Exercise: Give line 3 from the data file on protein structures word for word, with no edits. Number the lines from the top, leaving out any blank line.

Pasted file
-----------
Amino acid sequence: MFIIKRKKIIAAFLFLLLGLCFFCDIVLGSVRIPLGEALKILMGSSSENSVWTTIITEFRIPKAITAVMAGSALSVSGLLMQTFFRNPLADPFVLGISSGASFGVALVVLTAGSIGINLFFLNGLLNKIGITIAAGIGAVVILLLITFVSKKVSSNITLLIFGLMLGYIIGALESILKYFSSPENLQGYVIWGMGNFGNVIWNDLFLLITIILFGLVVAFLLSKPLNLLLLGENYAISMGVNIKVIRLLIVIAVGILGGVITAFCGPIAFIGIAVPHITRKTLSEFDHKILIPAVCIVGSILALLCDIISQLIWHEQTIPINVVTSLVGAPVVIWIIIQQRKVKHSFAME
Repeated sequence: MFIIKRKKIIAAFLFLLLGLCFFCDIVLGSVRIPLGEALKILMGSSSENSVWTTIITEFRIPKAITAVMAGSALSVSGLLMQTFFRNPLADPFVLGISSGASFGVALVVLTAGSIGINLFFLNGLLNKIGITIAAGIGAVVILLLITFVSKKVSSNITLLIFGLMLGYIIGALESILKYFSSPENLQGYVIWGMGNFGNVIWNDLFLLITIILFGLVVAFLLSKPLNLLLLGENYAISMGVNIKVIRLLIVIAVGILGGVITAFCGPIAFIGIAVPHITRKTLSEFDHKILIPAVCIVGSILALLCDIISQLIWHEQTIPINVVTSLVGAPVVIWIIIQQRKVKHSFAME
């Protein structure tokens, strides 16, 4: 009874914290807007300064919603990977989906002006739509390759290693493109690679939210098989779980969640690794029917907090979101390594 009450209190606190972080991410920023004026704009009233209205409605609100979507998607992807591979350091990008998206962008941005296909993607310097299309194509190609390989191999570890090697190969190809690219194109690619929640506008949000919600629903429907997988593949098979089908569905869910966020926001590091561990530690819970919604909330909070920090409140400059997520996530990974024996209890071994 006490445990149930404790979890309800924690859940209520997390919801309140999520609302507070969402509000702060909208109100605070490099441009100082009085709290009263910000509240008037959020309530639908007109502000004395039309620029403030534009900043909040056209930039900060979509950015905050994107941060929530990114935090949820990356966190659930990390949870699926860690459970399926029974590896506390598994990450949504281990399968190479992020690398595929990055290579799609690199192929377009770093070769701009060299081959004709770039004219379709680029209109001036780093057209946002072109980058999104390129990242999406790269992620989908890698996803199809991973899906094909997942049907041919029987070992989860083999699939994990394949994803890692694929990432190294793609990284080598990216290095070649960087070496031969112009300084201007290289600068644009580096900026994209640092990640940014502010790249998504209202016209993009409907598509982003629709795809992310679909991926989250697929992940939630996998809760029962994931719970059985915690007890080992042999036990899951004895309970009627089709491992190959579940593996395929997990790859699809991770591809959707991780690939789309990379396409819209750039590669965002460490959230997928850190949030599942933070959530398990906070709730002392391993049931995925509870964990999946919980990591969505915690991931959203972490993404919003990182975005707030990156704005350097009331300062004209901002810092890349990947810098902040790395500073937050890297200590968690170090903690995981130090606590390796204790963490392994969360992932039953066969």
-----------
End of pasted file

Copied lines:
């Protein structure tokens, strides 16, 4: 009874914290807007300064919603990977989906002006739509390759290693493109690679939210098989779980969640690794029917907090979101390594 009450209190606190972080991410920023004026704009009233209205409605609100979507998607992807591979350091990008998206962008941005296909993607310097299309194509190609390989191999570890090697190969190809690219194109690619929640506008949000919600629903429907997988593949098979089908569905869910966020926001590091561990530690819970919604909330909070920090409140400059997520996530990974024996209890071994 006490445990149930404790979890309800924690859940209520997390919801309140999520609302507070969402509000702060909208109100605070490099441009100082009085709290009263910000509240008037959020309530639908007109502000004395039309620029403030534009900043909040056209930039900060979509950015905050994107941060929530990114935090949820990356966190659930990390949870699926860690459970399926029974590896506390598994990450949504281990399968190479992020690398595929990055290579799609690199192929377009770093070769701009060299081959004709770039004219379709680029209109001036780093057209946002072109980058999104390129990242999406790269992620989908890698996803199809991973899906094909997942049907041919029987070992989860083999699939994990394949994803890692694929990432190294793609990284080598990216290095070649960087070496031969112009300084201007290289600068644009580096900026994209640092990640940014502010790249998504209202016209993009409907598509982003629709795809992310679909991926989250697929992940939630996998809760029962994931719970059985915690007890080992042999036990899951004895309970009627089709491992190959579940593996395929997990790859699809991770591809959707991780690939789309990379396409819209750039590669965002460490959230997928850190949030599942933070959530398990906070709730002392391993049931995925509870964990999946919980990591969505915690991931959203972490993404919003990182975005707030990156704005350097009331300062004209901002810092890349990947810098902040790395500073937050890297200590968690170090903690995981130090606590390796204790963490392994969360992932039953066969």